Following are some “untruths” about retirement that I’ve
observed over the years.
You will not need as much money
during retirement as you do now. The general rule of thumb says that
you will need approximately 70% of your pre-retirement income in order to
maintain a lifestyle similar to that which you currently have. This may be true
if you live your current lifestyle. However, when you retire, you will have
more free time for travel, leisure activities, hobbies, and other things you
might like to do during your retirement years.
In addition, medical expenses will increase at a faster rate
than they likely did during your pre-retirement years. Also, your overall tax
rate may not drop very much.
My retirement years won’t last
all that long. The fact is, today individuals in their 50s and 60s are
generally healthier than previous generations. Currently, if you are age 65
your life expectancy is approximately 21 years, which is a long time to plan
for. And you may live longer than you may think. (Remember: for planning
purposes, a "life expectancy" of 21 years means
you have a 50% chance of dying by year 21-and a 50% chance of living longer).
Social Security will provide
enough income for my retirement years. Wrong! The fact is that Social
Security accounts for approximately 38% of the average retiree’s income.
Although increases in benefits have occurred and may continue to occur, it is
likely they may become less generous than they have in the past.
Also, the age that you must reach in order to receive full
retirement benefits is increasing over the next few years. So, it’s becoming
ever more important for you to accumulate your own funds in addition to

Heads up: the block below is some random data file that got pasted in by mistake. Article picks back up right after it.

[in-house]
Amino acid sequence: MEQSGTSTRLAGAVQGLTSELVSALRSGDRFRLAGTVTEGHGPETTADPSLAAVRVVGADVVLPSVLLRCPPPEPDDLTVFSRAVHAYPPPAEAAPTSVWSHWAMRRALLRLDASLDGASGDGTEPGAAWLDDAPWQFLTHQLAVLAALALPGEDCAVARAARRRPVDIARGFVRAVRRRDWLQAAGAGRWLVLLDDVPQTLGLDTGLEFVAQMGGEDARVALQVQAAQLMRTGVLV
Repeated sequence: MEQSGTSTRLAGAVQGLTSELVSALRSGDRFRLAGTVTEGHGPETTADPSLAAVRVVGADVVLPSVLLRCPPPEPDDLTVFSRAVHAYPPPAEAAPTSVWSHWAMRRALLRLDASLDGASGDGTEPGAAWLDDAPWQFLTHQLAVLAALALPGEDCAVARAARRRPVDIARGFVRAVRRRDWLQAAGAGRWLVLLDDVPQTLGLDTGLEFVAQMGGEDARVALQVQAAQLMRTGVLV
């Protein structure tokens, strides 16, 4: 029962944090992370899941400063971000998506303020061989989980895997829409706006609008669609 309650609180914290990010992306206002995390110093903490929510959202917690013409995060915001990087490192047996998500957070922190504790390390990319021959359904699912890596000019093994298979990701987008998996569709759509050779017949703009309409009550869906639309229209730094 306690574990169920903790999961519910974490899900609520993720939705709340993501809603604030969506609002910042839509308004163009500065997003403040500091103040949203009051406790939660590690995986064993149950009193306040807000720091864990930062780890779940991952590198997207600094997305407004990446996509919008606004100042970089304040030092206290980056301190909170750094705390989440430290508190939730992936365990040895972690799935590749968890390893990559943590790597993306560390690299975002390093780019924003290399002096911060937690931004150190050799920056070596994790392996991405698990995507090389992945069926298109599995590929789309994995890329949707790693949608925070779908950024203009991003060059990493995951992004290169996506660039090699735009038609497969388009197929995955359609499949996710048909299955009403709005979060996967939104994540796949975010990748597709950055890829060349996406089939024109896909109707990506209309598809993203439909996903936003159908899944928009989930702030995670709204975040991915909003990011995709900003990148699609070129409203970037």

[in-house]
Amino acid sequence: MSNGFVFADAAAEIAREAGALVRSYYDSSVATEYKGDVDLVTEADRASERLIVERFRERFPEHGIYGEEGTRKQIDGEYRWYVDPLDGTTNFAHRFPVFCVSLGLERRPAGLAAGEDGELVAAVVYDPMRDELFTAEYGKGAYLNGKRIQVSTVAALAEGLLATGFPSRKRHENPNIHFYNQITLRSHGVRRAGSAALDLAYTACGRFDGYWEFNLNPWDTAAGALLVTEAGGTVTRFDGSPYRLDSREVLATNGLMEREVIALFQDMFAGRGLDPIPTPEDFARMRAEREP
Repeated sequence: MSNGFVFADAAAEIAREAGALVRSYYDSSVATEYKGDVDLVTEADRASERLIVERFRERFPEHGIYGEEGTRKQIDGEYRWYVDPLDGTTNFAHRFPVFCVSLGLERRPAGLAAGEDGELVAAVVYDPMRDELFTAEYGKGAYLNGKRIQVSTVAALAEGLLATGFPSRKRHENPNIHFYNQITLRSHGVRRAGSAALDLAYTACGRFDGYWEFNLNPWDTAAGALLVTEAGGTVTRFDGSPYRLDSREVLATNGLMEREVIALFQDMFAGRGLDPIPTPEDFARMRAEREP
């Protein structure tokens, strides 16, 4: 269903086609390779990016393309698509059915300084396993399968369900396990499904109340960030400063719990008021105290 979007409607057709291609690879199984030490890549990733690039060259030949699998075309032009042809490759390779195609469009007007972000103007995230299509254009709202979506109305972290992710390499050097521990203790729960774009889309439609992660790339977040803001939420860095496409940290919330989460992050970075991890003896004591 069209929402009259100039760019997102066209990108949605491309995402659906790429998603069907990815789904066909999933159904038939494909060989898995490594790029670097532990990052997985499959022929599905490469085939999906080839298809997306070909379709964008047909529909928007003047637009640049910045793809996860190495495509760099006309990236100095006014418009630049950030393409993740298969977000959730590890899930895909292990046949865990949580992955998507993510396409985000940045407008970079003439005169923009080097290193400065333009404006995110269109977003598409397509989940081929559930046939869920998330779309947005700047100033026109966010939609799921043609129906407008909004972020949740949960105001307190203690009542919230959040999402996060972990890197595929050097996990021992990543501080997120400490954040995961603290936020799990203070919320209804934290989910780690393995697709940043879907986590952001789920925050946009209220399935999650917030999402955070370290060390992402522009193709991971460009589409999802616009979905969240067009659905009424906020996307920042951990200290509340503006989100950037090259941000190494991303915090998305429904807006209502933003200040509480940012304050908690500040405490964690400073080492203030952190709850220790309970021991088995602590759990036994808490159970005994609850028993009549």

whatever the government programs can provide. Social Security should be
considered a supplemental benefit to your retirement financial planning and not
the foundation on which it should be built.
Medicare will take care of my
health insurance. Typically, Medicare pays less than half of a retiree’s medical
bills, and you usually cannot start collecting this until age 65. In addition,
many employers are cutting back on medical coverage for retirees due to the
cost. You’ll need to look at and plan for the costs involved for your health
insurance during the retirement years and consider Medicare supplements and
possibly long-term care insurance coverage. These are costs that many current
workers never had, or incurred minimally, during their working years but which
will be a major part of their annual budget in retirement.
Money is everything when it
comes to retirement planning. Nothing could be further from the
truth! While money is important, it’s the lifestyle decisions that are really
the most important concerns for your retirement years. Money is significant in
that it’s needed in order to finance the lifestyle decisions you make. For that
reason, it’s important to plan as early as possible for funding the lifestyle
you would like to lead.
Financial Advisor with Coastal Wealth Management, LLC, 10441 Racetrack Rd, Unit
1, Berlin, MD, 21811 and specializes in Wealth and Retirement Income Planning.
He can be reached at 410-208-4545 or email@example.com. Registered Representative, Securities offered through Cambridge
Investment Research, Inc., a Broker/Dealer, Member FINRA/SIPC. Advisory
services offered through Cambridge Investment Research Advisors, Inc., a Registered
Investment Advisor. Coastal Wealth Management LLC & Cambridge are not